Candice Millard’s River of the Gods tells the story of Richard Burton’s and John Hanning Speke’s bitter and fever-stricken quest to find the source of the White Nile, highlighting a specific slave who accompanied them
Review by David Eimer
Candice Millard has made a name for herself as the author of fast-paced, accessible and well-researched histories that focus on headline-grabbing subjects, such as Winston Churchill’s adventures in the Boer War. In River of the Gods, she turns her attention to the mid-19th century quest to find the source of the White Nile, considered by both Millard and the then relatively new Royal Geographical Society to be the holy grail of exploration.
This isn’t uncharted territory. The rivalry between Richard Burton and John Hanning Speke – the two men who led the RGS’s 1857 East Africa Expedition – is well documented. Burton was a bohemian polymath, while the vainglorious Speke was almost a caricature of a hearty colonial explorer. The men distrusted each other even before the expedition departed Zanzibar. Their subsequent feud over who discovered the source of the White Nile was exacerbated by the RGS leadership, which had a habit of playing rival explorers off against each other, and of not providing sufficient funds for the expeditions it backed.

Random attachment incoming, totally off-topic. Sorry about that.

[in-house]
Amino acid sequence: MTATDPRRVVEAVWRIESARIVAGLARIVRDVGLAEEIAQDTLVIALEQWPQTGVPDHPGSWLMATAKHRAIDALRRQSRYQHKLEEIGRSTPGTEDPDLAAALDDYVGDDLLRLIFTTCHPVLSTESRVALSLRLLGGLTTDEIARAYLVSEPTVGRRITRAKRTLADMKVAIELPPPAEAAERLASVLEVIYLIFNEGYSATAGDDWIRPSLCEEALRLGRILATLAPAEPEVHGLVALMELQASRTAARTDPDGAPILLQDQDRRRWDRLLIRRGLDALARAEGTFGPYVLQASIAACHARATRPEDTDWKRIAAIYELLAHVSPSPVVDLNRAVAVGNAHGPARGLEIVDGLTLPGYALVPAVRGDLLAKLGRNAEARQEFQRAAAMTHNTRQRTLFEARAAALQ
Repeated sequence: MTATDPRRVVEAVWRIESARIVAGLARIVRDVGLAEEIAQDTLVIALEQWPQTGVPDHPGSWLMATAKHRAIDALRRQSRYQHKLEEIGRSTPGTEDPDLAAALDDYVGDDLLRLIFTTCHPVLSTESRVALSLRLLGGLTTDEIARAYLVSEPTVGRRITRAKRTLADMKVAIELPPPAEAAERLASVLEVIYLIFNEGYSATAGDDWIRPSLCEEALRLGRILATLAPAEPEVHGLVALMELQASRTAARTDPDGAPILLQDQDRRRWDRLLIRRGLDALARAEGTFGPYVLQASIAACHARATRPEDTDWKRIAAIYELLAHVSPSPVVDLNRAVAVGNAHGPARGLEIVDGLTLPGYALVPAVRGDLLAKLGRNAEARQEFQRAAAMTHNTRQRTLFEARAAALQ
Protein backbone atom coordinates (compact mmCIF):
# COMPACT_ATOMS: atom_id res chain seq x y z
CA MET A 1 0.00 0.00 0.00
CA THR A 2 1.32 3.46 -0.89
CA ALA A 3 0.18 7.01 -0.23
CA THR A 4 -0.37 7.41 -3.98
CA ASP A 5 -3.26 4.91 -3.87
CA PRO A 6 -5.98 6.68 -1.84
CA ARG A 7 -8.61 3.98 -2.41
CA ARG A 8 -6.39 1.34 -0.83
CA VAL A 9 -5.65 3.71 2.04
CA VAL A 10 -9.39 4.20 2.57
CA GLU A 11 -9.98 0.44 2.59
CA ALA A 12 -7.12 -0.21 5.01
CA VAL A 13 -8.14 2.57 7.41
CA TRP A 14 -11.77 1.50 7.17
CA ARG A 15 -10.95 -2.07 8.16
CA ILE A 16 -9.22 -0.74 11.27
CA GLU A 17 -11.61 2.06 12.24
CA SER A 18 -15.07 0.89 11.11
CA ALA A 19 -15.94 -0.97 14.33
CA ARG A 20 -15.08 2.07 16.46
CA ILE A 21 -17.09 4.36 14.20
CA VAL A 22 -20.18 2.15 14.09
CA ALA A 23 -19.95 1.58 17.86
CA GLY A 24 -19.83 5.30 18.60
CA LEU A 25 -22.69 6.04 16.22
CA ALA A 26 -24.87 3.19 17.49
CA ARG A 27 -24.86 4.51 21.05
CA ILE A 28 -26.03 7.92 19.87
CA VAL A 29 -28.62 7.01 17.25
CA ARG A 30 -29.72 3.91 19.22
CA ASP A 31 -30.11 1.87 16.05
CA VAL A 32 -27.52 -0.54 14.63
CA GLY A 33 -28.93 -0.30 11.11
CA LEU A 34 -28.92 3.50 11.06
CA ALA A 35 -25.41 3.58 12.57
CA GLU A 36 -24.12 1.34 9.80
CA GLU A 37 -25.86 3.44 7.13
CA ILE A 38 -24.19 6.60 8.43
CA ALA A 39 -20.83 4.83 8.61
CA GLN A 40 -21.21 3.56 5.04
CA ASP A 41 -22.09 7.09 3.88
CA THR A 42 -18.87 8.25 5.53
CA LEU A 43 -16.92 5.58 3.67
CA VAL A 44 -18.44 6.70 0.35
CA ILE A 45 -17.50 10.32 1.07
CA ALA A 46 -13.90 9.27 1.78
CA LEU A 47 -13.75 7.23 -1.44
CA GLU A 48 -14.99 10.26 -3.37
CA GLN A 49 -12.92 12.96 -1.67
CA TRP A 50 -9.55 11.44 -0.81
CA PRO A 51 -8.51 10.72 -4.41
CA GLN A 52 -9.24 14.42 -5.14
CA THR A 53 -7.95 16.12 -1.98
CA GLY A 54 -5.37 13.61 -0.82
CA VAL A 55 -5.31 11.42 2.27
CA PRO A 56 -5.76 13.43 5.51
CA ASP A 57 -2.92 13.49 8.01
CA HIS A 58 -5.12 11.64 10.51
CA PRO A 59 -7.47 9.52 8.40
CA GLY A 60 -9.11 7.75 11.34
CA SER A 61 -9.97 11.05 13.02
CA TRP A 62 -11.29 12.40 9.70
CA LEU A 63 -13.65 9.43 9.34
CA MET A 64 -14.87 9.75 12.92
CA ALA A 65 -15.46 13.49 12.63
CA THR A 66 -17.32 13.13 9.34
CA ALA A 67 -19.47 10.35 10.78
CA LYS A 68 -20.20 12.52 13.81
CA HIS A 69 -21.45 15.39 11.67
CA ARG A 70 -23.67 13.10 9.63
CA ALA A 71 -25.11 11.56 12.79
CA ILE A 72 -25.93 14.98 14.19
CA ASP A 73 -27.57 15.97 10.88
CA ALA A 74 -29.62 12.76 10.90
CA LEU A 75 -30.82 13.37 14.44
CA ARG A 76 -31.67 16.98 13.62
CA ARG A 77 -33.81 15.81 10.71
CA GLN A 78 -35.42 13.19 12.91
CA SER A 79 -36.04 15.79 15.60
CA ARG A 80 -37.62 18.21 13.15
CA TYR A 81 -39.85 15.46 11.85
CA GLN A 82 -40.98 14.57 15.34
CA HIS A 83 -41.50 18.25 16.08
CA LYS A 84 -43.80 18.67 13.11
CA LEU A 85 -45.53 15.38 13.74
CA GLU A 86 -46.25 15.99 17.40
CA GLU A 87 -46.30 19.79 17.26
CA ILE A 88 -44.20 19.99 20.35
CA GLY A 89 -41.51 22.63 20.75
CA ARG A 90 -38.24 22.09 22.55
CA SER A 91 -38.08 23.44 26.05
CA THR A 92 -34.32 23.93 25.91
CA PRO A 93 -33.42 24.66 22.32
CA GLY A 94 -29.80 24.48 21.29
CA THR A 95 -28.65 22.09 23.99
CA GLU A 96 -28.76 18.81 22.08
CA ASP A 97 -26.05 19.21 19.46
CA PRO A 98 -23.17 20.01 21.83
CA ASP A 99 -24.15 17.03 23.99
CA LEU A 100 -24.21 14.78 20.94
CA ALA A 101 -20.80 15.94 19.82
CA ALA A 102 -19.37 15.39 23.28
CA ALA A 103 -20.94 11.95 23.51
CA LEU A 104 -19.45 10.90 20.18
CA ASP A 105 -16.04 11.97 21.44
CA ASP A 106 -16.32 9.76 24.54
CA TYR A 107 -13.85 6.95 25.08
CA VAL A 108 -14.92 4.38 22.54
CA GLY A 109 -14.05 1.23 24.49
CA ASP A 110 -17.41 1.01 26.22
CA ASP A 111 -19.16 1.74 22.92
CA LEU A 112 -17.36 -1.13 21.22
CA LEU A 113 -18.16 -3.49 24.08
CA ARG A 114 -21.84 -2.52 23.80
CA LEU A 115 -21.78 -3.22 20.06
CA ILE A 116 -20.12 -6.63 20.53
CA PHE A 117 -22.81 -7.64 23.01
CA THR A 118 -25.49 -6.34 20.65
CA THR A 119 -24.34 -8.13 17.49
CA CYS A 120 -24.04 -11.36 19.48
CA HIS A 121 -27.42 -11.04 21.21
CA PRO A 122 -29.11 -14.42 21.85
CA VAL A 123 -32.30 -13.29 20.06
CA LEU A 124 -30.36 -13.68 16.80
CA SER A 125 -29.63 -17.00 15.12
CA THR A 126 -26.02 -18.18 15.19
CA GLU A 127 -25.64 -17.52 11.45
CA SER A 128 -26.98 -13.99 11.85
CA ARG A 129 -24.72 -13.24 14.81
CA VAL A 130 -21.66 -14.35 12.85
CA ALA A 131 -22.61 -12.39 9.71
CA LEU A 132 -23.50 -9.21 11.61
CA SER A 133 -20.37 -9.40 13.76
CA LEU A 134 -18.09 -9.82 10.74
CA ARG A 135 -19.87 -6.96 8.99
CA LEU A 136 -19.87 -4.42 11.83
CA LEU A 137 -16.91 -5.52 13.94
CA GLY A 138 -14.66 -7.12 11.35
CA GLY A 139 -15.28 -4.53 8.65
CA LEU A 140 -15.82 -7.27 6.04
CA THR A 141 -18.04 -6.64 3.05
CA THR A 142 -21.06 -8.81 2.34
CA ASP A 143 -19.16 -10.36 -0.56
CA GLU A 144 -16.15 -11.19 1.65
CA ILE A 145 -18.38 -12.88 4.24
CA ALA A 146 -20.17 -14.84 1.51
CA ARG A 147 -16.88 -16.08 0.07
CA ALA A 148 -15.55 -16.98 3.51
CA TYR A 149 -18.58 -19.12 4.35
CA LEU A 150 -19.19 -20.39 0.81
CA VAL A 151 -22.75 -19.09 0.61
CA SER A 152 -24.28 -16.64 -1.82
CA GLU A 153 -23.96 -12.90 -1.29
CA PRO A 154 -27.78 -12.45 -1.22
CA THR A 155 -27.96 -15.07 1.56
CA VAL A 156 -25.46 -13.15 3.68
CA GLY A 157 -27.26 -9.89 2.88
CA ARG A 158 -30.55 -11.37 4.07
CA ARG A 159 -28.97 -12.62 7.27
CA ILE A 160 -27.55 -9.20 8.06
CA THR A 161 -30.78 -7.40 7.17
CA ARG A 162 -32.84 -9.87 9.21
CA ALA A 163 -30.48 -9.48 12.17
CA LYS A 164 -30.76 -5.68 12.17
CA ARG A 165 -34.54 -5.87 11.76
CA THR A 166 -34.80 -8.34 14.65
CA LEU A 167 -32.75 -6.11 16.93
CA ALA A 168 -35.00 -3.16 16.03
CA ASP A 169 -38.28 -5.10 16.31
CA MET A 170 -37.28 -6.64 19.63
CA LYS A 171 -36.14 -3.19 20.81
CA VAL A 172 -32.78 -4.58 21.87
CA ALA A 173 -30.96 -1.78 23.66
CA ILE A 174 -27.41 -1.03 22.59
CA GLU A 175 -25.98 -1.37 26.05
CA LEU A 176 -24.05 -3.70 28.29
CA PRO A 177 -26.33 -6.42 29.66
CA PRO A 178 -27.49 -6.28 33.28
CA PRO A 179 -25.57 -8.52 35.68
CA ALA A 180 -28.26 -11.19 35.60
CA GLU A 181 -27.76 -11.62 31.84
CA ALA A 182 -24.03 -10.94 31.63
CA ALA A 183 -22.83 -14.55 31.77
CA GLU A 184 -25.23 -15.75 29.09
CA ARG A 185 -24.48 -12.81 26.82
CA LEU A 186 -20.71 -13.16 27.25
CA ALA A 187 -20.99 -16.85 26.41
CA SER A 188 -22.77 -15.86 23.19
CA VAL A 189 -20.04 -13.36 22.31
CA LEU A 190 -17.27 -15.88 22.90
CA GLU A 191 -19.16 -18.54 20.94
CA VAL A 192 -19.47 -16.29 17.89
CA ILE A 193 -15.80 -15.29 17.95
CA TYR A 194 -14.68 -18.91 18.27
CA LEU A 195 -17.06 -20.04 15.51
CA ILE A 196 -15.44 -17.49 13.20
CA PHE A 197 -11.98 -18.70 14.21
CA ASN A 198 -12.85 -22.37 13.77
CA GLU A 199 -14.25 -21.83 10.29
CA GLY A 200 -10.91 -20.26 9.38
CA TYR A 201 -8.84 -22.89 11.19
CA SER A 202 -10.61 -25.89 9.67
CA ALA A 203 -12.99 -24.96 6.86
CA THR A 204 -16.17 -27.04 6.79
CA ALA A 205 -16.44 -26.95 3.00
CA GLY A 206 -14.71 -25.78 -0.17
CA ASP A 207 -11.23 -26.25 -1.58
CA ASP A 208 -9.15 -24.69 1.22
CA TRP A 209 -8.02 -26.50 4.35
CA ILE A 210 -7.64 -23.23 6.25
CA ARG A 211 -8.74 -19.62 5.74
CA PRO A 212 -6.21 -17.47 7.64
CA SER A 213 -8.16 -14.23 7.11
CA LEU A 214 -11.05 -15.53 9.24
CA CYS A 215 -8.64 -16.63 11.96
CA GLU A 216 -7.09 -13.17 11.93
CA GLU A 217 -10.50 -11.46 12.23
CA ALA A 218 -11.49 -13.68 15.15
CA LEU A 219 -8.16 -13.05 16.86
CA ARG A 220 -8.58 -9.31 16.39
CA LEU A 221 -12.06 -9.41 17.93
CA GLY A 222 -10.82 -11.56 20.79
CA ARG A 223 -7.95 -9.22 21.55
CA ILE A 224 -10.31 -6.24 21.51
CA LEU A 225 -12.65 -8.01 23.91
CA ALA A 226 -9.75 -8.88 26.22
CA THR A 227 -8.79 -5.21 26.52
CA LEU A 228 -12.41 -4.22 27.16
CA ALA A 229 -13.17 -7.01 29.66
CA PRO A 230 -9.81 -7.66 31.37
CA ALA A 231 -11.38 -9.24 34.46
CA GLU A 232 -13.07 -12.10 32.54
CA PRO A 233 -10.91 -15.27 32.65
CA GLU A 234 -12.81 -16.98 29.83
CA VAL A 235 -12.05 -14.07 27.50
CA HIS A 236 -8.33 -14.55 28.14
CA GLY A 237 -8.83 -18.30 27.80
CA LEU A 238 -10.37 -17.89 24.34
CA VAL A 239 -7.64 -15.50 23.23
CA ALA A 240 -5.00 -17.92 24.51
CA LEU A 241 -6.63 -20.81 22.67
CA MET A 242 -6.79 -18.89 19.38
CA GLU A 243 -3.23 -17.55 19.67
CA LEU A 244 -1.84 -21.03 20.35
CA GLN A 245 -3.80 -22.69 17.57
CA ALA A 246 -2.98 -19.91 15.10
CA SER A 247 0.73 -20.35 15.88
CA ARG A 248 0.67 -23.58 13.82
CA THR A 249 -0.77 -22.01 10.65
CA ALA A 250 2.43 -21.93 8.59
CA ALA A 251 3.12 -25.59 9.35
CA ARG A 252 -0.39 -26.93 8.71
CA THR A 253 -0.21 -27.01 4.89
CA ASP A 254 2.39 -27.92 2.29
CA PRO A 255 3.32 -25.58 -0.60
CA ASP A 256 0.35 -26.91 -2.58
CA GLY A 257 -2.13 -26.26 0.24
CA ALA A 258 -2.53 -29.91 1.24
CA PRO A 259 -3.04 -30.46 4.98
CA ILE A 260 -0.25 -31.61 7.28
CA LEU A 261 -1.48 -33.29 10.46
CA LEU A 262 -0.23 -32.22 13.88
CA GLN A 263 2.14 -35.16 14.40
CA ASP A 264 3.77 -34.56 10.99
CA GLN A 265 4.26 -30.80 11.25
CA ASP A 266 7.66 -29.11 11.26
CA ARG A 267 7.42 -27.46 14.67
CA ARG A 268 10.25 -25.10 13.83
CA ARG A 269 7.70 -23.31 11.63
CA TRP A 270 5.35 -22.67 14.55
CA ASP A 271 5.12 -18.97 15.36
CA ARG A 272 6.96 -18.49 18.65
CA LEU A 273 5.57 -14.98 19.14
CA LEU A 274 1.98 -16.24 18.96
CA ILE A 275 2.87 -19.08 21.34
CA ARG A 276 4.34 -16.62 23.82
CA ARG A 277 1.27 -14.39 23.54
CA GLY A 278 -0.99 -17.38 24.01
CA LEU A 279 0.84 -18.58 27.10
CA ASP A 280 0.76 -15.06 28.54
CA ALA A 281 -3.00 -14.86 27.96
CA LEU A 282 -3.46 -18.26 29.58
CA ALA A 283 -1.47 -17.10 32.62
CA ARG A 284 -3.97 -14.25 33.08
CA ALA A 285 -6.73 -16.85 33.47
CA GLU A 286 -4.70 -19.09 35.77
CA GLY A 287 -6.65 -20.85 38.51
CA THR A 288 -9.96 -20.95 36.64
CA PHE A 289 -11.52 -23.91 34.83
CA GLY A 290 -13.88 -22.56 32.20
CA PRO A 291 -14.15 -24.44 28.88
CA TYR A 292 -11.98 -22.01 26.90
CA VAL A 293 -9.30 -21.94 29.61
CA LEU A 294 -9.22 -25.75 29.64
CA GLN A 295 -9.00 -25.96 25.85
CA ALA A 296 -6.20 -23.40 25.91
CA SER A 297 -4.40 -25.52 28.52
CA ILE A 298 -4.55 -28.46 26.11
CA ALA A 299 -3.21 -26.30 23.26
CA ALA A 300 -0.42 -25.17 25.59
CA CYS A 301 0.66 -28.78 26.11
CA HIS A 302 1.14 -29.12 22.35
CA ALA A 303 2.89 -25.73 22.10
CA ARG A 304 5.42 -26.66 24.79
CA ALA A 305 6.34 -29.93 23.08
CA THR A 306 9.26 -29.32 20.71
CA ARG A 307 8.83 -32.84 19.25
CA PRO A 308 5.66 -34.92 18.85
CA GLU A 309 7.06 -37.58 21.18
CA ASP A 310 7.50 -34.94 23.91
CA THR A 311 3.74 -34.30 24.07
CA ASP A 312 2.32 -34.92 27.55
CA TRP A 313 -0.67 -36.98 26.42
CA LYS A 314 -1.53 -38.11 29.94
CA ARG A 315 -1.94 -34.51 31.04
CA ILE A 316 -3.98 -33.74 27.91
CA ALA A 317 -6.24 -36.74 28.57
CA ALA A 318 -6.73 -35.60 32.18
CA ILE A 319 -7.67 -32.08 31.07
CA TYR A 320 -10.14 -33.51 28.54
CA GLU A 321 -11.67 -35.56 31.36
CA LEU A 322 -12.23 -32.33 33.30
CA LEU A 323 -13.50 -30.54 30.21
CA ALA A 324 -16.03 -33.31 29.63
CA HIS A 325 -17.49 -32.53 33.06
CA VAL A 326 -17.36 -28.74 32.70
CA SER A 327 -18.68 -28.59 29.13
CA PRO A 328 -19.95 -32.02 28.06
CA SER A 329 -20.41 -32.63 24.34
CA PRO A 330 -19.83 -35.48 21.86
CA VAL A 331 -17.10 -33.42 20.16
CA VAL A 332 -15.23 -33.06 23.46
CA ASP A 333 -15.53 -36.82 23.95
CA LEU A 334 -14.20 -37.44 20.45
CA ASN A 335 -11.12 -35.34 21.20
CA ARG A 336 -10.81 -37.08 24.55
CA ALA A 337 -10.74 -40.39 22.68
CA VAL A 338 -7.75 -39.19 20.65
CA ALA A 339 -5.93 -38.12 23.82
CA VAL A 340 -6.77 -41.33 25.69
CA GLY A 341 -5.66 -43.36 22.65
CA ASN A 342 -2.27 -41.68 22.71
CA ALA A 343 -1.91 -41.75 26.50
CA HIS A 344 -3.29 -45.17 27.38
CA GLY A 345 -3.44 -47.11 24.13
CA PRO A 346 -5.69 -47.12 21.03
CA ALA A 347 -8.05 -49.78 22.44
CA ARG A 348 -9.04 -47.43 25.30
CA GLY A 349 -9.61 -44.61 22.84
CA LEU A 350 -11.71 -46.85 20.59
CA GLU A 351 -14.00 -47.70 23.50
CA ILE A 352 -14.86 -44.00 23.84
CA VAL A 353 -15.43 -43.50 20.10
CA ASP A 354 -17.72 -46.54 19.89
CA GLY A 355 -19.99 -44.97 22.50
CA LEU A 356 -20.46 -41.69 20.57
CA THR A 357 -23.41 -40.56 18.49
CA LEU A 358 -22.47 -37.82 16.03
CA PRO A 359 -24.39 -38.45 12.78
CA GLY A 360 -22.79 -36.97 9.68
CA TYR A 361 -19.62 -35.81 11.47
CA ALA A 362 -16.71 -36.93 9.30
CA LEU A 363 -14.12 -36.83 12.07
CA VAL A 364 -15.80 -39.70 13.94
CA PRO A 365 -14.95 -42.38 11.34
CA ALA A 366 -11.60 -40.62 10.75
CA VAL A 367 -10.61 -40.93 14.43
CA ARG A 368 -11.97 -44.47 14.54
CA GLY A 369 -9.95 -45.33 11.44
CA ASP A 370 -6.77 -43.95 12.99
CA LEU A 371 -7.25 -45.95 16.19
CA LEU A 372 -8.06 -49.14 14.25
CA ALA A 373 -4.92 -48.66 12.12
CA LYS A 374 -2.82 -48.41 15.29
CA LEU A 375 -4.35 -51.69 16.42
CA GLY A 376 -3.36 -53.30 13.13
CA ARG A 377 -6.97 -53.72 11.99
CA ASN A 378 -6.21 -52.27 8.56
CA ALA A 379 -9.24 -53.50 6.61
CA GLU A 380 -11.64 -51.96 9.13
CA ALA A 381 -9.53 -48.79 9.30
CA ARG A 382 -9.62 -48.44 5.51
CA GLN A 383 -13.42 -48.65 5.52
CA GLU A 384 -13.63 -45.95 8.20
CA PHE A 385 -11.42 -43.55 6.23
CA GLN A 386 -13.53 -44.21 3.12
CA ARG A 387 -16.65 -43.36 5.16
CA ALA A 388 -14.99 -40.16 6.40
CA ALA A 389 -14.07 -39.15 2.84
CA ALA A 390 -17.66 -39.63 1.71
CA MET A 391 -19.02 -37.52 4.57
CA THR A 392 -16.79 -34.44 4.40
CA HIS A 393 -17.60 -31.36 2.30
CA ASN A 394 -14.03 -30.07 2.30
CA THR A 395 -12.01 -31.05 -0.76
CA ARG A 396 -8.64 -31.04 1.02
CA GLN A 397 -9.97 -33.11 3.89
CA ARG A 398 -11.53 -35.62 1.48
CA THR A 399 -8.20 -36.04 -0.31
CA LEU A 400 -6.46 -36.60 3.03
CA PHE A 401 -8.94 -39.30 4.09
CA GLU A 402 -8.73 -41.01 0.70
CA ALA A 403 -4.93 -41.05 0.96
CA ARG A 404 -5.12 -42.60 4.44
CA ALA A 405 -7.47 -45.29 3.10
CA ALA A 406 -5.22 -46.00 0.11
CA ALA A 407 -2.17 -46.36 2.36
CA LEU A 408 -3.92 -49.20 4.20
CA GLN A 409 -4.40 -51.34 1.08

Millard, a former National Geographic journalist, writes well about the landscapes through which the squabbling, fever-stricken pair struggled. She notes, too, that Arab traders were criss-crossing East Africa decades before Burton and Speke and, most interestingly, focuses also on the servants and slaves who accompanied them. In particular, Millard highlights Sidi Mubarak Bombay, a Yao African who was enslaved as a child and spent 20 years in India before being freed and returning to Africa.
Bombay would later be a guide and interpreter for Henry Morton Stanley on his expedition to find David Livingstone and confirm the source of the White Nile. His role as a majordomo to some of the most storied Victorian explorers isn’t unknown – he features, for example, in Mountains of the Moon, the 1990 movie about Burton and Speke. Millard’s admirable aim, however, is to tell something of Bombay’s story, while also revealing just how dependant European explorers in Africa were on locals to achieve their goals and even simply to stay alive, and what little recognition those men received at the time. A redressing of that glaring discrepancy is long overdue.